Housing continues to be a concern
By Tina Foreman
Farmer Staff Writer
Recent studies and observations show that McKenzie County is in need of housing. A problem that has been ongoing.
“Based on a state commissioned study, Watford City’s projected permanent population for the next 20 plus years is between 2,600 and 3,000,” says Brent Sanford, Watford City mayor. “For the past 20 years, Watford City’s population has been in the 1,500 range. That means we need to construct housing for a minimum of 1,000 more people.”
According to Sanford, the current housing need is being handled by temporary work force housing consisting mainly of travel trailers in the city’s existing mobile home areas plus some skid shacks and a growing number of park model cabins that are being rented by individuals. But temporary housing is just that, temporary.
“This housing for 1,000 more people needs to be in an appropriate blend of mobile homes, apartments, condos, duplexes, single family starter homes and single family larger homes,” adds Sanford.
Such a great need for housing has not gone unnoticed by investors. Watford City currently has several large housing projects underway on all sides of the city. But without some infrastructure improvements by the city, the projects may not be able to be completed as planned.
According to a survey commissioned by the city of Watford City, the city needs immediate improvements to the sewer system in the amount of $2,000,000 to handle more people in the city limits and $500,000 to extend water lines and loop existing lines to accommodate the new areas, and that isn’t even the most expensive project needed.
“The city will need to spend roughly $5,500,000 to extend sewer lines south, north and west of the city to handle projects that are currently being planned,” states Sanford. “Current projects in the beginning stages include 100 plus single family homes on Konrad Norstog’s property southwest of the city, Greg Dougherty’s 100 plus mobile homes west of the city, Liberty Hills six apartment buildings northwest of the city, Goldnen Welch’s 200 living units, including apartments, condos, duplexes and single family homes, also northwest of the city, Cascade Homes’ 64 single family homes northeast of the city and Greg Simonson’s 100 plus single family homes north of the city.”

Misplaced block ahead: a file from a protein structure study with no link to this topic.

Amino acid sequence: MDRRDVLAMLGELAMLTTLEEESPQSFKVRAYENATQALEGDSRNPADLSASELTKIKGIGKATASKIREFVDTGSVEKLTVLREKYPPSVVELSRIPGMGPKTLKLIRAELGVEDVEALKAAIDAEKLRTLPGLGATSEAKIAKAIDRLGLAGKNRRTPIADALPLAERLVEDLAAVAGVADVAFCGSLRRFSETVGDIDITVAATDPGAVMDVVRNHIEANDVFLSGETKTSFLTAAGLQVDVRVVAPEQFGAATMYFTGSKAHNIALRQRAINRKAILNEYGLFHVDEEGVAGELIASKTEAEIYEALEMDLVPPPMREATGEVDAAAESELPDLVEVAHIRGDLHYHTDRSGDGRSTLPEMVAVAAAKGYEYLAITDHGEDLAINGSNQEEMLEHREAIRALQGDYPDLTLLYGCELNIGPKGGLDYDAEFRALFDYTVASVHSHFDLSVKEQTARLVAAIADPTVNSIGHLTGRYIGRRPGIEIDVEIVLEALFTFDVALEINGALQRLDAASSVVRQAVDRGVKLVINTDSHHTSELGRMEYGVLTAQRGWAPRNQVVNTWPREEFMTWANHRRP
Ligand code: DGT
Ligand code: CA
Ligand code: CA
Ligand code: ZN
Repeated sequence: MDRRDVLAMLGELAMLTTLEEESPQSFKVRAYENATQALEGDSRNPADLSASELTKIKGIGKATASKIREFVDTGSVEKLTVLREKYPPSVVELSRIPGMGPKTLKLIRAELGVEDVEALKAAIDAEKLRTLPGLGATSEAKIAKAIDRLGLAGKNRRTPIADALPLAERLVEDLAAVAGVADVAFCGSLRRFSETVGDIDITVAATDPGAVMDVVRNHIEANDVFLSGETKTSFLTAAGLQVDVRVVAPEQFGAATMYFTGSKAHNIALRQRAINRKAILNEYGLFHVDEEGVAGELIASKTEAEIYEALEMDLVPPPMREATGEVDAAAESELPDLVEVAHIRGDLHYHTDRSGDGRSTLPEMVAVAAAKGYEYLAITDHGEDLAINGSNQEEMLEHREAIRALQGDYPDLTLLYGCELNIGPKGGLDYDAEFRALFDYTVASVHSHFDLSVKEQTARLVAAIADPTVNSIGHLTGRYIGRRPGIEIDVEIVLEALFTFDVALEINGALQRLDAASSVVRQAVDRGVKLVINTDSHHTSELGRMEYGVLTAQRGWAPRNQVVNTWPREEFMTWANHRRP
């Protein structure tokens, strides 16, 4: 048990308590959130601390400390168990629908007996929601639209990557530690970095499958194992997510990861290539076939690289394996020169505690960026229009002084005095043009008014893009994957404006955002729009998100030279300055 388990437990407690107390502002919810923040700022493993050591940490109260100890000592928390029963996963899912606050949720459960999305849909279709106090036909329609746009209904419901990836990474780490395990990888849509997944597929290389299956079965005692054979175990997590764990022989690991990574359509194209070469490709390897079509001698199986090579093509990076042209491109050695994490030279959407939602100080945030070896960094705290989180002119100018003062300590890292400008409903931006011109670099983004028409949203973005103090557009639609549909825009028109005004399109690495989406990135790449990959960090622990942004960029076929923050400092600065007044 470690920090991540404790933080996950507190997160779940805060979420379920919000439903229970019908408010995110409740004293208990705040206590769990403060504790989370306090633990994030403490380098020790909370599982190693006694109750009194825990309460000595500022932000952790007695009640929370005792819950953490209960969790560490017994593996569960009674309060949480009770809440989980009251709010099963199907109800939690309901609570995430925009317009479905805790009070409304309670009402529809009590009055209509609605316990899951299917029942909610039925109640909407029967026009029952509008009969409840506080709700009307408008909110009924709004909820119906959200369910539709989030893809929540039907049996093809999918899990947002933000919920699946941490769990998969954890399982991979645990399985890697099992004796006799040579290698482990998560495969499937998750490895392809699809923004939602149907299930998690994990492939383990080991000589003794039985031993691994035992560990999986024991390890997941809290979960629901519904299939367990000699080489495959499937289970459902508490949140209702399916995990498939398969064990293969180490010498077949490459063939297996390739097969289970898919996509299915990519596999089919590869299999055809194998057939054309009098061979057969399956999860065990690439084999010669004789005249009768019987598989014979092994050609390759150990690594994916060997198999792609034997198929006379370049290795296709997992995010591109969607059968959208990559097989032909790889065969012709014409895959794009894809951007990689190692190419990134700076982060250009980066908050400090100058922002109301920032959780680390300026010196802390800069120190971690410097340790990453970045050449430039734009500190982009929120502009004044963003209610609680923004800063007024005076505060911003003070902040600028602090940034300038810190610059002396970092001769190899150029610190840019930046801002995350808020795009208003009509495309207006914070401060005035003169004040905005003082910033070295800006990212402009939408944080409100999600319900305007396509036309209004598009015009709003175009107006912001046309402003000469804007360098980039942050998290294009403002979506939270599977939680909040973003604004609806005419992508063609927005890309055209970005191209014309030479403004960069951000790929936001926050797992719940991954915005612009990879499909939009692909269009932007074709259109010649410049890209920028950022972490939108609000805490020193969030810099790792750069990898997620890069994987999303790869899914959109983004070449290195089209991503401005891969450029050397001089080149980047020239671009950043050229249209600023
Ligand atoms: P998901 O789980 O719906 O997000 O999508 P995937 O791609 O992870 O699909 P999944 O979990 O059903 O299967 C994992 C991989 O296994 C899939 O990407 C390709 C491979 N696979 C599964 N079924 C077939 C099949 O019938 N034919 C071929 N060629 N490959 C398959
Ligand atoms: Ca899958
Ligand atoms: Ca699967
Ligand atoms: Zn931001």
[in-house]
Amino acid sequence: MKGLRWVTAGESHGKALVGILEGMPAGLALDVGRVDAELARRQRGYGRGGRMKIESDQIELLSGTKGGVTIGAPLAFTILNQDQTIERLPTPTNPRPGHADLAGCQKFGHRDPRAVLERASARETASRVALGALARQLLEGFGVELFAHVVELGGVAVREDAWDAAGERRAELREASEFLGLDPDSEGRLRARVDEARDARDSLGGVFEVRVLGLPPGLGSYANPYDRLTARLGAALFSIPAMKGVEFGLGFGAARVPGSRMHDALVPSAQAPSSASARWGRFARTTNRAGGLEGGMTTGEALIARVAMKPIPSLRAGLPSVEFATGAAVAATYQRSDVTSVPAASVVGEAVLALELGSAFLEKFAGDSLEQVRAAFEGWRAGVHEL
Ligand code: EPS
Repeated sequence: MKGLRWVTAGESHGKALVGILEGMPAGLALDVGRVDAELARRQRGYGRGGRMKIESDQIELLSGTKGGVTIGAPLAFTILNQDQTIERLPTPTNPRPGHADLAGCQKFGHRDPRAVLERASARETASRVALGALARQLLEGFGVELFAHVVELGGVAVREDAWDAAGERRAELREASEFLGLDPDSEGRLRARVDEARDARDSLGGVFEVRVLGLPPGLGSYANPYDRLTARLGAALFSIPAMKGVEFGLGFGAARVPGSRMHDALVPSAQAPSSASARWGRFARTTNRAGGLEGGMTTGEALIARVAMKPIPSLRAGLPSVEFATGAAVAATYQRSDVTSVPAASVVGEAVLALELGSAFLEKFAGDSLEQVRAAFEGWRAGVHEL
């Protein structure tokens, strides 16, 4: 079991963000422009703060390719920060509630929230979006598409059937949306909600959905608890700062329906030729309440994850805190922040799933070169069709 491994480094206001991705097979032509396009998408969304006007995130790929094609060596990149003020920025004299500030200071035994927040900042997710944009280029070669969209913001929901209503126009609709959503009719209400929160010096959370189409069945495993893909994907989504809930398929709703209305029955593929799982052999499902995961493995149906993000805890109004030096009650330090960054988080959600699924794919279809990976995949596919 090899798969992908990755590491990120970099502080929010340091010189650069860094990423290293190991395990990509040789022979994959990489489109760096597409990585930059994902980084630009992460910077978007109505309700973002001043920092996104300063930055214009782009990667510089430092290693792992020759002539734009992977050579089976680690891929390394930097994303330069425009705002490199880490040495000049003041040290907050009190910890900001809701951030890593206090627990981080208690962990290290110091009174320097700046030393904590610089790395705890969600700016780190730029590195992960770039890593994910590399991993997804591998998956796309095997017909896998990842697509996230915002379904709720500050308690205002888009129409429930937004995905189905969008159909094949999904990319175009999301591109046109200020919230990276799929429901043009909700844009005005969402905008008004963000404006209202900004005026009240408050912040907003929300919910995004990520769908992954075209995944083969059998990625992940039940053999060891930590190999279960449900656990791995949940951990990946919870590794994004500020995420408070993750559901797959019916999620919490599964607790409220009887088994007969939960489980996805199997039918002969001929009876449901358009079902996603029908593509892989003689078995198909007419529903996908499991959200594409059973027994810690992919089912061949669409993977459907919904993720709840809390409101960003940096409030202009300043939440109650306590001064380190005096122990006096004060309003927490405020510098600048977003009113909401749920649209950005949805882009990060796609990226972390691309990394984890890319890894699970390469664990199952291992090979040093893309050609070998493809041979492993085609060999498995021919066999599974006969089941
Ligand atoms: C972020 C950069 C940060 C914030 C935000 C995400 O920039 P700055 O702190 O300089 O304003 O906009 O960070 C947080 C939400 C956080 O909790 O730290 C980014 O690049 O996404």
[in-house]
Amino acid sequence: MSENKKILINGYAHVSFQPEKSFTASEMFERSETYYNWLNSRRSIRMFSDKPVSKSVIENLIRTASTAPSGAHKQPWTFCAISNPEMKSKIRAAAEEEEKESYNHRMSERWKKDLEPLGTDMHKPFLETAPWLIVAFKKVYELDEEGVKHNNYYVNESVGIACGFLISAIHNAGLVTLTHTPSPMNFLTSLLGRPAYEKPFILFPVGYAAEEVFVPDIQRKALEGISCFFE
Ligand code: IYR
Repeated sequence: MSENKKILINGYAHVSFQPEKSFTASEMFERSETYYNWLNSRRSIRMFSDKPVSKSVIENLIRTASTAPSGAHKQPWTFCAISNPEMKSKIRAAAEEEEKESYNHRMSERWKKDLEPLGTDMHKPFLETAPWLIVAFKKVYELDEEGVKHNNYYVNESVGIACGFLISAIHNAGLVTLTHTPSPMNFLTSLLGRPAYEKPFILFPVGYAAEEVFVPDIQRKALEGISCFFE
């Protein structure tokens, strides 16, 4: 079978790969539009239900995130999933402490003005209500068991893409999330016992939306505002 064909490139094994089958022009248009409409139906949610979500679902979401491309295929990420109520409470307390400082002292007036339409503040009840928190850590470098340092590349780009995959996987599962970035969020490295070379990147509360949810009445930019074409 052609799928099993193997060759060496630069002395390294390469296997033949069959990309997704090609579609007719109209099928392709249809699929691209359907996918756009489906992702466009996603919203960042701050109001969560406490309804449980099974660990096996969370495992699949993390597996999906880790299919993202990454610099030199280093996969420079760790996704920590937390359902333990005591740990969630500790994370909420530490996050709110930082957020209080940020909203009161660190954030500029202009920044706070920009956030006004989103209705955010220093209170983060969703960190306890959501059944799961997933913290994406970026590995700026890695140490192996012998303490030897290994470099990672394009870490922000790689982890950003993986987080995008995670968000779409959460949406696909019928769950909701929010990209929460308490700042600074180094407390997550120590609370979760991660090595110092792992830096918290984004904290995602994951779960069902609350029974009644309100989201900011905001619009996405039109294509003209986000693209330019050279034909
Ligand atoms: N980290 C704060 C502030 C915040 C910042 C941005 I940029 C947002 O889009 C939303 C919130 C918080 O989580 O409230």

Currently, Watford City plans to use the Governor’s Oil Infrastructure Impact Fund bill to cover the needed infrastructure improvements. But there is some concern that the bill will not pass the Legislature.
“If the Governor’s Oil Impact Fund bill does not come to fruition and Watford City has no ability to tap state oil revenues to assist with this infrastructure, then the city will have a difficult time providing sewer and water hookups to these developments,” adds Sanford. “The city has no other avenues for funding because it is maxed out for General Obligation bonding and it has already leveraged the oil revenue bonding for Main Street. Special Assessments to new developments for sewer trunk lines could be used, but that becomes cost-prohibitive as they will already have to absorb the costs of the sewer, water, curb and gutter for their developments.”
If the developments aren’t annexed into the city, according to Sanford, the projects may digress into one plus acre lot subdivisions with septic systems and rural water or even their own lagoons.
“Without the funding for trunk lines, these projects would have no advantage being annexed into the city,” says Sanford. “If they aren’t annexed, the city will miss out on the chance to expand its borders and have a larger tax base, which would generate more revenue to provide the services that the city residents and rural residents living within five miles of the city use every day.”
Even with several housing projects in the works, Watford City’s housing problems still aren’t solved.